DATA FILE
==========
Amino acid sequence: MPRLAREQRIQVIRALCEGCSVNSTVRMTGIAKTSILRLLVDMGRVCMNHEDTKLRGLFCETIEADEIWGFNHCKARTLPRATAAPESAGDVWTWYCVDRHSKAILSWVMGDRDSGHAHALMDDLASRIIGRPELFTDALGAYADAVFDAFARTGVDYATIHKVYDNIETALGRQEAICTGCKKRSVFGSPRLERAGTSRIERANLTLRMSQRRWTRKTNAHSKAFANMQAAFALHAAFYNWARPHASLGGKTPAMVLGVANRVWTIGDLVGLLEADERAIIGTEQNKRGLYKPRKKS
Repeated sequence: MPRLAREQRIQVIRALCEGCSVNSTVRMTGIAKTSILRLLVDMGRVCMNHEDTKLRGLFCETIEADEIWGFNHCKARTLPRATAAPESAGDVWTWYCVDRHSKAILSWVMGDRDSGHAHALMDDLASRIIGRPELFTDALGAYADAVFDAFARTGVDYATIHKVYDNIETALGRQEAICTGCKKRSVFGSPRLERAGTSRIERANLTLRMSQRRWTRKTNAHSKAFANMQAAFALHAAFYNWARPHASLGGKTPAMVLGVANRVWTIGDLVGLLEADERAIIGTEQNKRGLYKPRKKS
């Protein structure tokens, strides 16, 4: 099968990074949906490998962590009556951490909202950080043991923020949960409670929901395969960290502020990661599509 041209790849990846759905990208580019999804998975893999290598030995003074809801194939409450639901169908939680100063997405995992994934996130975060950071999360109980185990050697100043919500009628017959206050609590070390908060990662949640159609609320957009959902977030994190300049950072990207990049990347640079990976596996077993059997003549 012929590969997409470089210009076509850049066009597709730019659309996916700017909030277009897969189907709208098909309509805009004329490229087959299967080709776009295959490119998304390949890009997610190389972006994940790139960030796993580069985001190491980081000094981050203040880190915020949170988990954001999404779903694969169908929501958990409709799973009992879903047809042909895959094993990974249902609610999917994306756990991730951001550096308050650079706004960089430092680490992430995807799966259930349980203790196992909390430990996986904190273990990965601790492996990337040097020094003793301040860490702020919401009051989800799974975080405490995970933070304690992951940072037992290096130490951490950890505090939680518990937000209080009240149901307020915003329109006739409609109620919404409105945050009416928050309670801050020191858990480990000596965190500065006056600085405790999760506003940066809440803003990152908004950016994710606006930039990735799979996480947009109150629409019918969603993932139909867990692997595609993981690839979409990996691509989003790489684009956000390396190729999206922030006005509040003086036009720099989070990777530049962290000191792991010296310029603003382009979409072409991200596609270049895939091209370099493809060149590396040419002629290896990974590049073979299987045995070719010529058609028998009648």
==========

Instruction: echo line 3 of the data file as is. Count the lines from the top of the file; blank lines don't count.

């Protein structure tokens, strides 16, 4: 099968990074949906490998962590009556951490909202950080043991923020949960409670929901395969960290502020990661599509 041209790849990846759905990208580019999804998975893999290598030995003074809801194939409450639901169908939680100063997405995992994934996130975060950071999360109980185990050697100043919500009628017959206050609590070390908060990662949640159609609320957009959902977030994190300049950072990207990049990347640079990976596996077993059997003549 012929590969997409470089210009076509850049066009597709730019659309996916700017909030277009897969189907709208098909309509805009004329490229087959299967080709776009295959490119998304390949890009997610190389972006994940790139960030796993580069985001190491980081000094981050203040880190915020949170988990954001999404779903694969169908929501958990409709799973009992879903047809042909895959094993990974249902609610999917994306756990991730951001550096308050650079706004960089430092680490992430995807799966259930349980203790196992909390430990996986904190273990990965601790492996990337040097020094003793301040860490702020919401009051989800799974975080405490995970933070304690992951940072037992290096130490951490950890505090939680518990937000209080009240149901307020915003329109006739409609109620919404409105945050009416928050309670801050020191858990480990000596965190500065006056600085405790999760506003940066809440803003990152908004950016994710606006930039990735799979996480947009109150629409019918969603993932139909867990692997595609993981690839979409990996691509989003790489684009956000390396190729999206922030006005509040003086036009720099989070990777530049962290000191792991010296310029603003382009979409072409991200596609270049895939091209370099493809060149590396040419002629290896990974590049073979299987045995070719010529058609028998009648």